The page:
The imbrication of struggles for social reform and women’s rights with the women’s peace movement showed its effects in WILPF’s campaign for a just peace after the 1918 Armistice. The leaders that gathered in Paris in 1919 to dictate the terms of peace to the defeated Central Powers were all men, despite women’s appeal for the inclusion of women delegates. Women from seventeen countries therefore autonomously organized their own congress. It took place in Zurich just as the text of the Treaty of Versailles was issued. The women were shocked by its savagely punitive terms which condemned the defeated populations to hunger, poverty and disease for a generation to come. And here we see clearly women’s distinctive ‘take’ on war – a recognition of the link between the power relations of the powerful and weak nations, the ruling and ruled class, and the dominant and subordinated sex.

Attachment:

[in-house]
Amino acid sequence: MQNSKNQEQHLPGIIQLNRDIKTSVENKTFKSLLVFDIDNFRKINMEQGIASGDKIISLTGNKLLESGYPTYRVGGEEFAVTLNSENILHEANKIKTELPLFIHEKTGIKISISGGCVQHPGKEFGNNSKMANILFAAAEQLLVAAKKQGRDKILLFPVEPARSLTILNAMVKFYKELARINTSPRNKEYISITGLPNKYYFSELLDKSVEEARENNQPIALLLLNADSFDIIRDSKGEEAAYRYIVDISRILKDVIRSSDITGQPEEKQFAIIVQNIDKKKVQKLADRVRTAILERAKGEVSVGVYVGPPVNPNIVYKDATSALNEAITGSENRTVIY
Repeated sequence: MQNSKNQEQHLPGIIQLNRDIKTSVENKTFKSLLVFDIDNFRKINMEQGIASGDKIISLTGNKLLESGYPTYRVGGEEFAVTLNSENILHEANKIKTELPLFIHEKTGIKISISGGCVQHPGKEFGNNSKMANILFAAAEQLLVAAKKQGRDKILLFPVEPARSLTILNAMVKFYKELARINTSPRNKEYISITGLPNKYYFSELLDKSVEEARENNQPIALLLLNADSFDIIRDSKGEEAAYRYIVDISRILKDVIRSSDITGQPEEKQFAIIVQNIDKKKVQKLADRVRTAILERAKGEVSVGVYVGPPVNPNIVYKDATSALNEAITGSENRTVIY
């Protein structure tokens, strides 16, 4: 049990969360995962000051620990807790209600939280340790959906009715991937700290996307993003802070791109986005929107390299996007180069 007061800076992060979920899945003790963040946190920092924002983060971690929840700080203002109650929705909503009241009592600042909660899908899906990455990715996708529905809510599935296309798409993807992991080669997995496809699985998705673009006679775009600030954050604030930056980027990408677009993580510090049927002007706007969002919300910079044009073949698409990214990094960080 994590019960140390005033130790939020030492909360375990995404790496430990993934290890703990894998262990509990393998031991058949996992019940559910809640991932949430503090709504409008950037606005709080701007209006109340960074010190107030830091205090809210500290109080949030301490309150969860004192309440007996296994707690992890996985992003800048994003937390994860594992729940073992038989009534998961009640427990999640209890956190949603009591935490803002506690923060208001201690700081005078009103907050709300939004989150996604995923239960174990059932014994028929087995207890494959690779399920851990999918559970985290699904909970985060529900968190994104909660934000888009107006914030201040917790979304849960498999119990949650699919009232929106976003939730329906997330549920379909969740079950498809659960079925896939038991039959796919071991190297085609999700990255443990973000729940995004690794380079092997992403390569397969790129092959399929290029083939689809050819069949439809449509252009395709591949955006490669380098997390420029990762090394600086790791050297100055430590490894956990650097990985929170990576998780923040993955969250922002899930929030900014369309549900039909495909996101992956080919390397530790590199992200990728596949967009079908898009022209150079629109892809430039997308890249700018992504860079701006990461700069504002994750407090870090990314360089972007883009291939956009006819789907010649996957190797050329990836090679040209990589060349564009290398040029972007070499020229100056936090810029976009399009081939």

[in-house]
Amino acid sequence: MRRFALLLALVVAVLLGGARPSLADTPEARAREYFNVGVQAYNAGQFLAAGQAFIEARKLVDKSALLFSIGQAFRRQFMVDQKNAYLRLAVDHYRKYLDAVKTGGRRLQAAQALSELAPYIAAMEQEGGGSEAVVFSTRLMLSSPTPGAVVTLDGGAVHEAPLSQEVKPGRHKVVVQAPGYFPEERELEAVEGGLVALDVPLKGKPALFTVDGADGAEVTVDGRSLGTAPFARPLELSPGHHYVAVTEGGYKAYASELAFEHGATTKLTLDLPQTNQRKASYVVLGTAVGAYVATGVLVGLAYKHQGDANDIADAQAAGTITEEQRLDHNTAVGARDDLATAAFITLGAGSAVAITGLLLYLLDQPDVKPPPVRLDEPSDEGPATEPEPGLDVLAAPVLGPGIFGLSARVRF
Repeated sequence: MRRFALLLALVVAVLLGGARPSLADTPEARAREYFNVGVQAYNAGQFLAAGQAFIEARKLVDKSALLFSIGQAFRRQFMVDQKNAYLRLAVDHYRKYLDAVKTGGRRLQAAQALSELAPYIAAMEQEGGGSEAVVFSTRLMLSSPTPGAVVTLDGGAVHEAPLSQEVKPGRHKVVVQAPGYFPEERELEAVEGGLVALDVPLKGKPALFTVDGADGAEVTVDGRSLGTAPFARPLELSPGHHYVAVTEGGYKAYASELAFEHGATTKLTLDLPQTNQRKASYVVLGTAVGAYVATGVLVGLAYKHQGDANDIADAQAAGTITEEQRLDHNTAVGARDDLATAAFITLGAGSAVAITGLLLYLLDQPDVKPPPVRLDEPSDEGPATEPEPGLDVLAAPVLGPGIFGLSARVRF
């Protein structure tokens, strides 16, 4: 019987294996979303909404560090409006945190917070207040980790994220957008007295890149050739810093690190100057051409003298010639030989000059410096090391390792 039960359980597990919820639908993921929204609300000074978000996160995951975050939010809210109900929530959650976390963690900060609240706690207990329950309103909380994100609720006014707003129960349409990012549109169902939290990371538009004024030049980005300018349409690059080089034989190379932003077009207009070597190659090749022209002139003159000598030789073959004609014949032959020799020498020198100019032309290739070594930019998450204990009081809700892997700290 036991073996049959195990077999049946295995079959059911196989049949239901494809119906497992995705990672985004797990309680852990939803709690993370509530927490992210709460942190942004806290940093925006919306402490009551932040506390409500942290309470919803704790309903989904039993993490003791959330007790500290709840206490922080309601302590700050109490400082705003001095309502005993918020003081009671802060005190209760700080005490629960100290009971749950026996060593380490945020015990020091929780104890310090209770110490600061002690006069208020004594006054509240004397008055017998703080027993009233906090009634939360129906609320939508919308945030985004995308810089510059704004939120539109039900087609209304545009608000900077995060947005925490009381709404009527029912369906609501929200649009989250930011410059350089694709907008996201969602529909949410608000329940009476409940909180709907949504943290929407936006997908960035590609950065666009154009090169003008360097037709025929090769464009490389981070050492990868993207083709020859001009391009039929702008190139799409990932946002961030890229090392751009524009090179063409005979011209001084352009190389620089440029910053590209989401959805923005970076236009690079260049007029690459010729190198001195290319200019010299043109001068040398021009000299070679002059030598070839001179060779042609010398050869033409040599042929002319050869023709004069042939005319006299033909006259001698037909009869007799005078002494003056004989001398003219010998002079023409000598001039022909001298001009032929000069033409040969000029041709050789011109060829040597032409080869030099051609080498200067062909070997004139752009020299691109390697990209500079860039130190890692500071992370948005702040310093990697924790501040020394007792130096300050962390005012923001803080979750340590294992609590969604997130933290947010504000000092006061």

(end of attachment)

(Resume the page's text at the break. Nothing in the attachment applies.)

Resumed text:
The Women’s Charter issued by WILPF (which took its present name at the Zurich congress) was of course an appeal for universal disarmament, an international mechanism to ensure permanent peace and an end to the ‘right’ of any government to make war. But it also called for the social, political and economic status of women to be recognized as of supreme international importance. They demanded the franchise, freedom from dependence and full equality for women universally. They called for recognition that women’s services to the world as wage earners and homemakers are essential to peace. Women should be eligible for every position in the anticipated League of Nations. In addition, they showed concern for minority rights and racial equality; called for self-government for colonized peoples; the right of asylum for those fleeing persecution. They also had a revolutionary economic vision: fair distribution; and controls on capitalists and profiteers. They expressed sympathy for workers’ (nonviolent) uprising.